4. Keep your legs in a fixed position and at the top of the move, pull in your belly button towards your spine.
  5. Repeat this move for 8 to 15 repetitions.

You can alter this move to make it a full vertical leg crunch. To do this, place your hands loosely by head. When lifting your upper body, also reach your legs to the ceiling, creating a curve or u-shape with your torso.

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Long Arm Crunch

The long arm crunch is yet another variation to the basic abdominal crunches. With this stomach exercise, you are keeping your lower body stationary and lifting the upper body. This will contract the rectus abdominus muscles and helps tone your belly.

This abdominal crunches move can be done with straight legs on the floor. However, to better support your lower back, it's best if you bend your knees and keep your feet flat on the floor.


How to do the Long Arm Crunch

  1. Lie on the floor with back flat to the floor, knees bent and feet on the floor. You can also keep your legs straight on the ground, however bending your knees can provide more support to the lower back.
  2. Place your hands straight out behind your head. Clasp your hands together, keeping your arms next to your ears.
  3. Using your ab muscles and not momentum, lift your shoulder blades up off the floor keeping your arms next to your ears.
  4. Hold for one second at the top of the move and slowly return to starting position.
  5. Repeat for 8 to 15 reps

If you feel pressure or pain in your neck, just take one hand and place it behind your head for additional support, keeping one arm straight.

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Exercise Ball Crunch

These abdominal crunches will require some equipment...an exercise ball. By using the stability ball you are engaging your abdominal muscles more than on an exercise mat. In fact, this stomach workout came in third on it's effectiveness for the rectus abdominus in one study. If you want to learn more about why this was rated in the top 3, read this article on the Best and the Worst Ab Exercises.

You want to use a large exercise ball which can be purchased for about $20 to $50 dollars. The investment is well worth it as it is good for many different workouts for all parts of the body.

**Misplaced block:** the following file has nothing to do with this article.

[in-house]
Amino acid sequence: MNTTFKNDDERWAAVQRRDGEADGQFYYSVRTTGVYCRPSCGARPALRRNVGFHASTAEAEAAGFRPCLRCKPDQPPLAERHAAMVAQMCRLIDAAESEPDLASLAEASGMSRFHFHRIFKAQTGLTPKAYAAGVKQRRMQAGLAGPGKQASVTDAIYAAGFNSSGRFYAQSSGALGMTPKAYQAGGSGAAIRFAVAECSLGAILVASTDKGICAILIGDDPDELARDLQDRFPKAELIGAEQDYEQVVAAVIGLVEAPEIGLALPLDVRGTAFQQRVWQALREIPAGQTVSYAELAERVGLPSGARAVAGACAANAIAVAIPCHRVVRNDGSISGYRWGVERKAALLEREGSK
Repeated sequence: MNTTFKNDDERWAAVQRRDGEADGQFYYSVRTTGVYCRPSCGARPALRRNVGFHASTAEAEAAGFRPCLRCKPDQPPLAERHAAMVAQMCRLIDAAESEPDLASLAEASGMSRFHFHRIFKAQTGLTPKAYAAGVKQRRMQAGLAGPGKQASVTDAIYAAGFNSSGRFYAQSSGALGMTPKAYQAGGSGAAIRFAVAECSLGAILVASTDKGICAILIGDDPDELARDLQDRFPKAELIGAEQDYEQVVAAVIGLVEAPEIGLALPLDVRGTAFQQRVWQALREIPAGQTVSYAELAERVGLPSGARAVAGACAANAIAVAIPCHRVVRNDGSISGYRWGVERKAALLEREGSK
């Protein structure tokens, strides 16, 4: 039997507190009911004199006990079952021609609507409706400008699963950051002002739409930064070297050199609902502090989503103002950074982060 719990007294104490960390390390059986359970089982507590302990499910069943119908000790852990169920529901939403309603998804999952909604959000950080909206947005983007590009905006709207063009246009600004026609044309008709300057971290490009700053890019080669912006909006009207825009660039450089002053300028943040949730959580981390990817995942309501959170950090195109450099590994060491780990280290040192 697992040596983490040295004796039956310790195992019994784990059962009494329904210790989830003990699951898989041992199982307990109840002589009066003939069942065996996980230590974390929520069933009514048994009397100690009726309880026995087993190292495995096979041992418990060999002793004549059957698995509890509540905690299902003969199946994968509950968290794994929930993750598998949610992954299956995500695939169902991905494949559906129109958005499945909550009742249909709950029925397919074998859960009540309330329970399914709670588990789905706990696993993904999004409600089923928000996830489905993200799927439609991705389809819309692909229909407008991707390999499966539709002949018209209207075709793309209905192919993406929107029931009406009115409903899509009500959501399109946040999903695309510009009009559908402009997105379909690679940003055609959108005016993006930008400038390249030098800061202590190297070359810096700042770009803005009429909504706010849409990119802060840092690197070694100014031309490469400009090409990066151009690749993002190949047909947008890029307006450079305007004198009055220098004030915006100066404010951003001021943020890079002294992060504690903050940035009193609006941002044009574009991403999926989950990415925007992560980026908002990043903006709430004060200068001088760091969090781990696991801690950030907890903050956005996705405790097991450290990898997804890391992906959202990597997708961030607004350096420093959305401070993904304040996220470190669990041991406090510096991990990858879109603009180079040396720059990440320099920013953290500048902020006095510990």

How to do the Long Arm Crunch

  1. Sit on the exercise ball with your feet flat to the floor.
  2. Letting the ball roll back slowly, lie back until your torso and thighs are even with the floor.
  3. Place your hands beside or behind your head loosely.
  4. Now raise your torso to about 45 degrees, pushing your naval to your back and contracting your muscles.
  5. Repeat this move 8 - 15 times and remember to breathe, exhaling as you rise up and inhaling as you come down.

Alter these abdominal crunches by brining your feet closer together. This will work more of the oblique muscles.

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Bicycle Crunch

These abdominal crunches not only works the rectus abdominus, but it will work your obliques as well. If you only have time for one abdominal move, then make it this one.

This move will really focus on both the lower and upper abdominals and your obliques, which are the muscles on the sides of your abs. While doing this move, if you feel your lower back start to hurt, stop and stretch with both your arms and legs straight out. Then do another set if you are up to it.


How to do the Bicycle Crunch

  1. Lying flat on the floor, make sure your lower back is pressed to the floor and is not arched
  2. Place your hands loosely behind or beside your head
  3. Raise your left leg and bend your knee at a 45 degree angle
  4. Lift your other leg, keeping the knee straight
  5. Lift your torso up, touching your right elbow to your left bent knee
  6. In a bicycle motion with your legs, alternate your left elbow to your right knee. Keep repeating this motion

Remember to breathe evenly throughout the abdominal crunches. If you find that your back is arching or lifting away from the floor, adjust your angle to something more comfortable for you. You do not want to put undue pressure on your lower back.

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Additional Articles

Oblique Workouts
Check out the step by step exercises for working on your obliques. These are the side muscles of your abdominal and help us twist and turn our bodies.

Transverse Abdominals
This is yet another series of step by step instructions to strengthen and tone your stomach muscles. The transverse abdominal is one of the most under worked muscles in our bodies.

Lose Belly Fat
When you are done giving your stomach a complete workout, check out this article. To really lose belly fat you will need to put away the exercise mat and grab your running shoes.